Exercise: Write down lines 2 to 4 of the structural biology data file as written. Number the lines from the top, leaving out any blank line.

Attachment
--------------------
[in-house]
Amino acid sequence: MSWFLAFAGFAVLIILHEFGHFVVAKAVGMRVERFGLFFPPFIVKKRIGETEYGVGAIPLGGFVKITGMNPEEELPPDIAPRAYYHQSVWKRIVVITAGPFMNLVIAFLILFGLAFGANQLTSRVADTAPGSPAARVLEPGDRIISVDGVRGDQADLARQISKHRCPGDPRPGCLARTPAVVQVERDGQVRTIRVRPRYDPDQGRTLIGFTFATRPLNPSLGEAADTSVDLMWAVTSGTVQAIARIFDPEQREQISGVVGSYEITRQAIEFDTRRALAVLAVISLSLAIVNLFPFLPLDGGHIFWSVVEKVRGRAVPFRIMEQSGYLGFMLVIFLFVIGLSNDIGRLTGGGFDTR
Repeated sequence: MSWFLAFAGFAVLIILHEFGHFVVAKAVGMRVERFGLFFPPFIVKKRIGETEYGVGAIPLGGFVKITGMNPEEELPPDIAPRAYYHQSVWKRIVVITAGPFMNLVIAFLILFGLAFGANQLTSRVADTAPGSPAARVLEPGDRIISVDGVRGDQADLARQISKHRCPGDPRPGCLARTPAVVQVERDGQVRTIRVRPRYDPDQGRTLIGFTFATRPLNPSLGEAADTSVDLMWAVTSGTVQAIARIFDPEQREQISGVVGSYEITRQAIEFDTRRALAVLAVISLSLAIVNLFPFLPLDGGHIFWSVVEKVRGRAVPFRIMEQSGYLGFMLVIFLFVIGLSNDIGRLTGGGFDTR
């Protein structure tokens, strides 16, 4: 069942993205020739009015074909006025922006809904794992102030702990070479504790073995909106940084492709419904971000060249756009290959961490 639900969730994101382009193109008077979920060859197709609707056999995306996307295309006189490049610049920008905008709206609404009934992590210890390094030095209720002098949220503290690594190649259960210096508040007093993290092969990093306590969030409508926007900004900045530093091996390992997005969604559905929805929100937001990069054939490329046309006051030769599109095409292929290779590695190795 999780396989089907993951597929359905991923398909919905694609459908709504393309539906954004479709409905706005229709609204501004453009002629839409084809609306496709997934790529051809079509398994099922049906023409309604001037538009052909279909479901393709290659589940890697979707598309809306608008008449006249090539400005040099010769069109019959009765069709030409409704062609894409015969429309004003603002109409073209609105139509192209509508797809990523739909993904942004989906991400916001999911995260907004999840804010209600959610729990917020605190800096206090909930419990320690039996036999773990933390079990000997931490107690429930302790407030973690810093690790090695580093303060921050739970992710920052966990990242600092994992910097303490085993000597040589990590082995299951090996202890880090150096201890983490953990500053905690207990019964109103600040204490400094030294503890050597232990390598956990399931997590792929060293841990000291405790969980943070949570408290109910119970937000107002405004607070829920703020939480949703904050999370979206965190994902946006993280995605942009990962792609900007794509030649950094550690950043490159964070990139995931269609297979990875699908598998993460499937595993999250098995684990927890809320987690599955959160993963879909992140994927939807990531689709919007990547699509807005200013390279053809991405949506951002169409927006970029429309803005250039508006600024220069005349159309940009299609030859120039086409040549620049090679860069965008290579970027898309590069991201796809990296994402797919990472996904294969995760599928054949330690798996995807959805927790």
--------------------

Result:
Amino acid sequence: MSWFLAFAGFAVLIILHEFGHFVVAKAVGMRVERFGLFFPPFIVKKRIGETEYGVGAIPLGGFVKITGMNPEEELPPDIAPRAYYHQSVWKRIVVITAGPFMNLVIAFLILFGLAFGANQLTSRVADTAPGSPAARVLEPGDRIISVDGVRGDQADLARQISKHRCPGDPRPGCLARTPAVVQVERDGQVRTIRVRPRYDPDQGRTLIGFTFATRPLNPSLGEAADTSVDLMWAVTSGTVQAIARIFDPEQREQISGVVGSYEITRQAIEFDTRRALAVLAVISLSLAIVNLFPFLPLDGGHIFWSVVEKVRGRAVPFRIMEQSGYLGFMLVIFLFVIGLSNDIGRLTGGGFDTR
Repeated sequence: MSWFLAFAGFAVLIILHEFGHFVVAKAVGMRVERFGLFFPPFIVKKRIGETEYGVGAIPLGGFVKITGMNPEEELPPDIAPRAYYHQSVWKRIVVITAGPFMNLVIAFLILFGLAFGANQLTSRVADTAPGSPAARVLEPGDRIISVDGVRGDQADLARQISKHRCPGDPRPGCLARTPAVVQVERDGQVRTIRVRPRYDPDQGRTLIGFTFATRPLNPSLGEAADTSVDLMWAVTSGTVQAIARIFDPEQREQISGVVGSYEITRQAIEFDTRRALAVLAVISLSLAIVNLFPFLPLDGGHIFWSVVEKVRGRAVPFRIMEQSGYLGFMLVIFLFVIGLSNDIGRLTGGGFDTR
């Protein structure tokens, strides 16, 4: 069942993205020739009015074909006025922006809904794992102030702990070479504790073995909106940084492709419904971000060249756009290959961490 639900969730994101382009193109008077979920060859197709609707056999995306996307295309006189490049610049920008905008709206609404009934992590210890390094030095209720002098949220503290690594190649259960210096508040007093993290092969990093306590969030409508926007900004900045530093091996390992997005969604559905929805929100937001990069054939490329046309006051030769599109095409292929290779590695190795 999780396989089907993951597929359905991923398909919905694609459908709504393309539906954004479709409905706005229709609204501004453009002629839409084809609306496709997934790529051809079509398994099922049906023409309604001037538009052909279909479901393709290659589940890697979707598309809306608008008449006249090539400005040099010769069109019959009765069709030409409704062609894409015969429309004003603002109409073209609105139509192209509508797809990523739909993904942004989906991400916001999911995260907004999840804010209600959610729990917020605190800096206090909930419990320690039996036999773990933390079990000997931490107690429930302790407030973690810093690790090695580093303060921050739970992710920052966990990242600092994992910097303490085993000597040589990590082995299951090996202890880090150096201890983490953990500053905690207990019964109103600040204490400094030294503890050597232990390598956990399931997590792929060293841990000291405790969980943070949570408290109910119970937000107002405004607070829920703020939480949703904050999370979206965190994902946006993280995605942009990962792609900007794509030649950094550690950043490159964070990139995931269609297979990875699908598998993460499937595993999250098995684990927890809320987690599955959160993963879909992140994927939807990531689709919007990547699509807005200013390279053809991405949506951002169409927006970029429309803005250039508006600024220069005349159309940009299609030859120039086409040549620049090679860069965008290579970027898309590069991201796809990296994402797919990472996904294969995760599928054949330690798996995807959805927790």